Jorge G. Castañeda
Leftovers: Tales of the Latin American Left.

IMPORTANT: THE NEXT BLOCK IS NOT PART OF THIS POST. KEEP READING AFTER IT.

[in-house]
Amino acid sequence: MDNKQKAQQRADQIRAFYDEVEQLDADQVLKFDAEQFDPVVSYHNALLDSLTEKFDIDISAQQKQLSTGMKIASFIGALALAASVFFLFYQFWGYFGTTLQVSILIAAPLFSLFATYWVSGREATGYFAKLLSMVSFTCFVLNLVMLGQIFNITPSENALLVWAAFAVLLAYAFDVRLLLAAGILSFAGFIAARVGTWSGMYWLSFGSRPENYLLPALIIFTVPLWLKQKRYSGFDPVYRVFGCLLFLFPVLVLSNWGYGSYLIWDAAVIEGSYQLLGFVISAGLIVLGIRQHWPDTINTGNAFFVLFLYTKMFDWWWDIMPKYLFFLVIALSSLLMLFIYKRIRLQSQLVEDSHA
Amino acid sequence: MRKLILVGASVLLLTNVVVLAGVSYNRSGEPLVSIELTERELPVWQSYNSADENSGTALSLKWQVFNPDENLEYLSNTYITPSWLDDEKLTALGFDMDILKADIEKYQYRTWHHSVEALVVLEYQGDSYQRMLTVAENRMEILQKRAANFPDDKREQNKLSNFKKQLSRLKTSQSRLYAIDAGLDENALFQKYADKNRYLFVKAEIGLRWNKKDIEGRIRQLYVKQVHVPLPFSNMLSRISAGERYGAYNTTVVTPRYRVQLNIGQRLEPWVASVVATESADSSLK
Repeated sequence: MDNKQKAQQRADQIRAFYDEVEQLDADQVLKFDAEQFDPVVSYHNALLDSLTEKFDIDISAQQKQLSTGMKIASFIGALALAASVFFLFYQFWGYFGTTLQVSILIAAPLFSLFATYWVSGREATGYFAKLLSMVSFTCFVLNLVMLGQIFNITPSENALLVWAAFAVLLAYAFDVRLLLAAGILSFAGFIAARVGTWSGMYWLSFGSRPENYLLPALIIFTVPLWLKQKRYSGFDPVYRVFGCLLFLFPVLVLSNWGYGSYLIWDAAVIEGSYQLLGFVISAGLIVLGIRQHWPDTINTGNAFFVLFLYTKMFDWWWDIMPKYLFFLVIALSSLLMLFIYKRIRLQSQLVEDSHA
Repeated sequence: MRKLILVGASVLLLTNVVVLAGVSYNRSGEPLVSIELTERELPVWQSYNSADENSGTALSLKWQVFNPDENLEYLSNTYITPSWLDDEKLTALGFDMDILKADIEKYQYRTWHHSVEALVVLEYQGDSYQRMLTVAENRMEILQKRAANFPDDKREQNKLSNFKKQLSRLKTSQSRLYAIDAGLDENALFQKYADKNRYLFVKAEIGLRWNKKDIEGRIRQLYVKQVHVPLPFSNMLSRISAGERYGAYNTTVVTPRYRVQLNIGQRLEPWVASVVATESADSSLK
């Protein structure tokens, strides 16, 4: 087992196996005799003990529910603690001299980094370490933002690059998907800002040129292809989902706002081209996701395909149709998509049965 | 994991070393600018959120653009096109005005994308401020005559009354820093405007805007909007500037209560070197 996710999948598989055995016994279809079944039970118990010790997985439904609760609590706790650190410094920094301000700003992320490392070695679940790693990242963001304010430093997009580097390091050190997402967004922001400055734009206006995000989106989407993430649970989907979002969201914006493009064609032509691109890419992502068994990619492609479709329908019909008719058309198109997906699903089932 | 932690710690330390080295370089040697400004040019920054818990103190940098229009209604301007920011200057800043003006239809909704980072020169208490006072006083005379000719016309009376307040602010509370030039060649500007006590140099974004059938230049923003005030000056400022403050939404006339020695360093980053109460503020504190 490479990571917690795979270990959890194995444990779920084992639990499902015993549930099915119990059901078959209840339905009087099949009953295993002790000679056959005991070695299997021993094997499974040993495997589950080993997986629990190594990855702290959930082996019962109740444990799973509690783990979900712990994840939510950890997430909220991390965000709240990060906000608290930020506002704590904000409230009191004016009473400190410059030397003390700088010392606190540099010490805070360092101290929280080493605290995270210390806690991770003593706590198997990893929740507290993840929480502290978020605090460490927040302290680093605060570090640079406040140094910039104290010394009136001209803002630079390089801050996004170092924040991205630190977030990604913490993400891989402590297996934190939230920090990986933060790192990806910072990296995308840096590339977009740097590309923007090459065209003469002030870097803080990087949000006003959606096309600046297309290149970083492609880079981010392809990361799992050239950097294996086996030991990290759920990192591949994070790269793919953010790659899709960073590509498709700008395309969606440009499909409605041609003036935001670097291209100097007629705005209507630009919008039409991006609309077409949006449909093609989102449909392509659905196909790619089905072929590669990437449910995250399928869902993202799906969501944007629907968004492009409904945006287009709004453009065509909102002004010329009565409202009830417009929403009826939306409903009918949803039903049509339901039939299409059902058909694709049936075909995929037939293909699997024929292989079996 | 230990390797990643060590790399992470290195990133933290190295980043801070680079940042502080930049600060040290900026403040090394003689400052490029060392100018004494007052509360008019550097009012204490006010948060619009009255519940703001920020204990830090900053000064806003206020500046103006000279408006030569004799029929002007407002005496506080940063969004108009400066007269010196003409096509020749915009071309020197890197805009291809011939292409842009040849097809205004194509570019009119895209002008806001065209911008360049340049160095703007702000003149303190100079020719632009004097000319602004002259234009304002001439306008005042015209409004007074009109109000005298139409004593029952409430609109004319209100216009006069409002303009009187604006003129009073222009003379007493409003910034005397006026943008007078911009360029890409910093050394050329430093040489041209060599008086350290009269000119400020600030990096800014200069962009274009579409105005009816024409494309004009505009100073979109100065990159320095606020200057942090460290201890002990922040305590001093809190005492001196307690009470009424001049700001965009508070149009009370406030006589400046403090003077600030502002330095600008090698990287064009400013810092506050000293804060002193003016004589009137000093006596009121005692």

Fixing the mess inherited from the Bush administration will be no simple task for the next U.S. administration. In Latin America, it will be particularly arduous. The reason is simple but paradoxical. George W. Bush raised expectations greatly when he took office and announced that he was making the relationship with Latin America in general and Mexico in particular a priority. He kept his promise for seven and a half months -- until 9/11, after which the United States, understandably enough, concentrated all its energies and attention on al Qaeda and Iraq. What was less understandable was that this lasted seven years. And because of this neglect of the rest of the world and the relentless focus on Iraq and terrorism, Bush has become more unpopular in Latin America than any other U.S. president in recent memory. This is all the more paradoxical since Bush has in fact been less interventionist and less aggressive toward Latin America than any other U.S. president in recent memory.